I’ve been in Boston for almost 4 years and I remember when the T was only $1.25. With fare increases, and less service, college students along with the working class will be hit the hardest. Not only will it be more difficult to commute, it will also be more costly. According to the MBTA’s website, the MBTA plans to “hold public workshops to discuss the proposed changes and solicit direct input from the public.” Apparently, the MBTA is willing to collect input from the public. It appears that these public workshops will be our only moment to voice our concerns and /or outrage. It is unclear where and when these workshops will take place. I sent an email to the MBTA and have yet to hear from them. As soon as I do, the info will be posted.

The economy has hit everyone hard; however there should be no reason why the MBTA is struggling. Why should the consumers pay for bad decisions made by the MBTA? Why should we Bostonians pay more for less? As technology and time advances, why does it seem as though our transportation system is regressing? The transportation system was already flawed; why intentionally flaw it? Cost reduction is not a justification for dwindling our transportation system.

I ride the T nearly every day. As I ride the T from the financial district where I work to Fenway where I study to Jamaica Plain where I sleep, I can only hope the T will reconsider its service changes and fare hikes. If services are cut and if fares are increased, maybe a wonderful walk across the Boston brick sidewalks will be worth more than a trip to the T. If thousands agree with me, perhaps the iconic T will no longer be relevant to any of the walking Bostonians.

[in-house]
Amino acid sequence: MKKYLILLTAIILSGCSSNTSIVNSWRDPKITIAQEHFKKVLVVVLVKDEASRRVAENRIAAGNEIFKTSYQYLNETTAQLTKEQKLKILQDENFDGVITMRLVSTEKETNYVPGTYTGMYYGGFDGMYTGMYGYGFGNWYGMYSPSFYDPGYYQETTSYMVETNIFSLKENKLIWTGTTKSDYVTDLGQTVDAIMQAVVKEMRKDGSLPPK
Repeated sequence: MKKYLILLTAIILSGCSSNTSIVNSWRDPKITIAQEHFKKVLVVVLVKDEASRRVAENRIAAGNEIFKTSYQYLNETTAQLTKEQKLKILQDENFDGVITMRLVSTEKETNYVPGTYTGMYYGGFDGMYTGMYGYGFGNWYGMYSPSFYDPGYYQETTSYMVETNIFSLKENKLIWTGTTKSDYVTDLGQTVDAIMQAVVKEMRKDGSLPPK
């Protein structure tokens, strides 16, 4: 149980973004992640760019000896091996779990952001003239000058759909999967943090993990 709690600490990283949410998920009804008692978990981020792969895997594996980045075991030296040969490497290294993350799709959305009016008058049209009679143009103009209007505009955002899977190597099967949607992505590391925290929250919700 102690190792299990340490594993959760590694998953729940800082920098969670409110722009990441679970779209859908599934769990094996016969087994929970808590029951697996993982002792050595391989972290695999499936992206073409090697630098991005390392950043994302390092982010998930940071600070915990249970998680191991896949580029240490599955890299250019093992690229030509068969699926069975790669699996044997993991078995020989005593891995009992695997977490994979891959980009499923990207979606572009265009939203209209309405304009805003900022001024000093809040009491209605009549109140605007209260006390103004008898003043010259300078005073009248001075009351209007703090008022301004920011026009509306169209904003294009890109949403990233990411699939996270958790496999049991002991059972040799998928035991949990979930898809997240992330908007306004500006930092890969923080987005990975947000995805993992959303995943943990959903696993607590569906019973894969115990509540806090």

Scenes of the T riding in the street will be no more. The T will not only lose its trolley charm but also a route to the VA Medical Center

Scenes of the T riding in the street will be no more. The T will lose its trolley charm and a route to the VA Medical Center

The MBTA has been criticized for its lengthy construction projects such as Copley (pictured above) and ArlingtonThe MBTA has been criticized for its lengthy construction projects such as Copley (pictured above) and Arlington

Typical Evening on the Red Line
Typical Evening on the Red Line
Perhaps more people will bike if T services are cut with a fare increase

Perhaps more people will bike if T services are cut with a fare increase

Bostonians leaving subway at Park Street

Bostonians leaving subway at Park Street

Typical Day on the Green Line

Typical Day on the Green Line

It is possible for the T to be irrelevant

It is possible for the T to be irrelevant

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Comments (2)

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  1. Allegra Leone says:

    Allan, this was a very informative article. I had no idea they are thinking of raising the fares and providing less service for both the T and the buses. This sucks because I have to take the bus to school. In addition to informing me of these possible changes, this article was well – written and I could tell it was well – researched as well. Good job on writing an excellent piece on the T and the proposed changes to the Boston public transportation system.

  2. gabbyg says:

    I love this post. The pictures are great!